When he had gotten to the top, he was in a hallway. Not a long winding corridor like the one he was used to when he visited his father's home in Beverley Hills but a hallway that seemed only a few metres in length. Three doors - one on one side, two on the other. One bathroom and two bedrooms. One shared by Smokey and Booker and one for Shawnte.
Kai remembered which room was Shawnte's. He knocked slowly and the door flew open. Shawnte smiled at his friend, "Wa'ppun mi key?" he laughed enthusiastically and grabbed Kai's hand in a boyish handshake. "Howayu mon? I came all the way from home to see you. And no, Nikkya isn't with me," Kai teased.
Shawnte blushed. "Didn't think she would be," he replied, trying to mask his feelings.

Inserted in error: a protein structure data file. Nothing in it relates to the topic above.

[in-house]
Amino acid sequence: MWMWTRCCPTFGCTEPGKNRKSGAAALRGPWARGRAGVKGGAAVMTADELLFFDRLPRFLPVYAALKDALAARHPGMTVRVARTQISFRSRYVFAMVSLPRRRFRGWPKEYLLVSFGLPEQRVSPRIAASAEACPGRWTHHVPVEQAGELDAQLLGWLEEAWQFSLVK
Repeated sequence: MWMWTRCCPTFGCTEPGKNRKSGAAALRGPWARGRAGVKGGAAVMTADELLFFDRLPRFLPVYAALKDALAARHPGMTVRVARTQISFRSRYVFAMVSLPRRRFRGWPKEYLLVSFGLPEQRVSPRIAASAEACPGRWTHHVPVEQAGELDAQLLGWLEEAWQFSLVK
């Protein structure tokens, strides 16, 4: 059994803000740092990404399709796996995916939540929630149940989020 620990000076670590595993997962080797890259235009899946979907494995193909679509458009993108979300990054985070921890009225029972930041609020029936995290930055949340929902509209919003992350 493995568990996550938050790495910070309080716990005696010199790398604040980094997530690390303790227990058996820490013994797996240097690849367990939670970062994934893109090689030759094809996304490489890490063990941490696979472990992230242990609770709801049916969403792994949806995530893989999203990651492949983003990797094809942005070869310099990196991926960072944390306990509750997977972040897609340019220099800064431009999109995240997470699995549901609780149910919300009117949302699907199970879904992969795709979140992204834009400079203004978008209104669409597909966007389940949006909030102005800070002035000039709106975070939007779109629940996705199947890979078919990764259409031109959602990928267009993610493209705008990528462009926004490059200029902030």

"I heard Smokey will be at the dancehall tonight?" Kai said, stepping inside Shawnte's bedroom, sitting down on the bed. It complained under his weight by groaning loudly. Shawnte's bedroom was darker than the main drugstore with blinds over the window, dim lines of light spilling onto the floor. Kai's face quickly became decorated with stripes of light. Boxes of pornographic magazines were stacked high to the ceiling in a corner. Kai guessed this was the storage room before Shawnte had moved in and was where Booker kept his collection.
"He is, yeah," Shawnte replied, sitting down beside Kai. He sounded deflated.
"He's ..." Kai had to try to stop himself from swearing.
"Not too bad," Shawnte finished his sentence. "Yeah, so I like Nikkya. You knew that already. But I'm not gonna kill Smokey if they end up..."